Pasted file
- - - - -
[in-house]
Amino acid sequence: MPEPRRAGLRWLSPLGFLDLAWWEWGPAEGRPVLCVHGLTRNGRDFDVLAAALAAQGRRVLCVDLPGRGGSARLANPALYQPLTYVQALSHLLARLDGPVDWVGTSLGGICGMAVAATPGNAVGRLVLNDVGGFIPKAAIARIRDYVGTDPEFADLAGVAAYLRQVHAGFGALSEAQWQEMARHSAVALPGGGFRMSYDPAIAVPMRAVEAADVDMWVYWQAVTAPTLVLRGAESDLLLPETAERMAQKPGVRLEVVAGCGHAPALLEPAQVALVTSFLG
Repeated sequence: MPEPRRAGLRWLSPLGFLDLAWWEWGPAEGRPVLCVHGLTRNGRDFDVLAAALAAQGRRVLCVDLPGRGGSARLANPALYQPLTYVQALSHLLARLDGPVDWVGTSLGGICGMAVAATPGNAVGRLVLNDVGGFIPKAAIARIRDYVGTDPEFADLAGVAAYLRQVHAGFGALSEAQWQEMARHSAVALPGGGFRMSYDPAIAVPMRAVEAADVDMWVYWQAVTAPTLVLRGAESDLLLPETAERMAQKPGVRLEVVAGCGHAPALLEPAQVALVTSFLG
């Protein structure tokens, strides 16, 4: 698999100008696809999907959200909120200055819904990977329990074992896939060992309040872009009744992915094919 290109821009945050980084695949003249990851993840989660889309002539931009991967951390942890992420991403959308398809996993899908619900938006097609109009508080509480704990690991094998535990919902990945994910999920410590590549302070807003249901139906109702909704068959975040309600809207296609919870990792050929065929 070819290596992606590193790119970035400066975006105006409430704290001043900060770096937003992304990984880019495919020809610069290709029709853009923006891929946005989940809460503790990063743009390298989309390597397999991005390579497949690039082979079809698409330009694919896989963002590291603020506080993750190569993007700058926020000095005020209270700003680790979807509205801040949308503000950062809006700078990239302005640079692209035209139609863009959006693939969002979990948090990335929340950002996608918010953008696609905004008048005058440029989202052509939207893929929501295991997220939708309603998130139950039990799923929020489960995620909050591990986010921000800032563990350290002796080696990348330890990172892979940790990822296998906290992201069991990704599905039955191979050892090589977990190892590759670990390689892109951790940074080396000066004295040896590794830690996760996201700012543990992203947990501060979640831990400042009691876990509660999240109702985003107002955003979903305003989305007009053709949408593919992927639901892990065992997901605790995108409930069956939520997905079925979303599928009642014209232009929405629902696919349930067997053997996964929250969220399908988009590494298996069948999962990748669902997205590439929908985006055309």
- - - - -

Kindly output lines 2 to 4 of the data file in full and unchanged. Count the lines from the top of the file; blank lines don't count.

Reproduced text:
Amino acid sequence: MPEPRRAGLRWLSPLGFLDLAWWEWGPAEGRPVLCVHGLTRNGRDFDVLAAALAAQGRRVLCVDLPGRGGSARLANPALYQPLTYVQALSHLLARLDGPVDWVGTSLGGICGMAVAATPGNAVGRLVLNDVGGFIPKAAIARIRDYVGTDPEFADLAGVAAYLRQVHAGFGALSEAQWQEMARHSAVALPGGGFRMSYDPAIAVPMRAVEAADVDMWVYWQAVTAPTLVLRGAESDLLLPETAERMAQKPGVRLEVVAGCGHAPALLEPAQVALVTSFLG
Repeated sequence: MPEPRRAGLRWLSPLGFLDLAWWEWGPAEGRPVLCVHGLTRNGRDFDVLAAALAAQGRRVLCVDLPGRGGSARLANPALYQPLTYVQALSHLLARLDGPVDWVGTSLGGICGMAVAATPGNAVGRLVLNDVGGFIPKAAIARIRDYVGTDPEFADLAGVAAYLRQVHAGFGALSEAQWQEMARHSAVALPGGGFRMSYDPAIAVPMRAVEAADVDMWVYWQAVTAPTLVLRGAESDLLLPETAERMAQKPGVRLEVVAGCGHAPALLEPAQVALVTSFLG
């Protein structure tokens, strides 16, 4: 698999100008696809999907959200909120200055819904990977329990074992896939060992309040872009009744992915094919 290109821009945050980084695949003249990851993840989660889309002539931009991967951390942890992420991403959308398809996993899908619900938006097609109009508080509480704990690991094998535990919902990945994910999920410590590549302070807003249901139906109702909704068959975040309600809207296609919870990792050929065929 070819290596992606590193790119970035400066975006105006409430704290001043900060770096937003992304990984880019495919020809610069290709029709853009923006891929946005989940809460503790990063743009390298989309390597397999991005390579497949690039082979079809698409330009694919896989963002590291603020506080993750190569993007700058926020000095005020209270700003680790979807509205801040949308503000950062809006700078990239302005640079692209035209139609863009959006693939969002979990948090990335929340950002996608918010953008696609905004008048005058440029989202052509939207893929929501295991997220939708309603998130139950039990799923929020489960995620909050591990986010921000800032563990350290002796080696990348330890990172892979940790990822296998906290992201069991990704599905039955191979050892090589977990190892590759670990390689892109951790940074080396000066004295040896590794830690996760996201700012543990992203947990501060979640831990400042009691876990509660999240109702985003107002955003979903305003989305007009053709949408593919992927639901892990065992997901605790995108409930069956939520997905079925979303599928009642014209232009929405629902696919349930067997053997996964929250969220399908988009590494298996069948999962990748669902997205590439929908985006055309």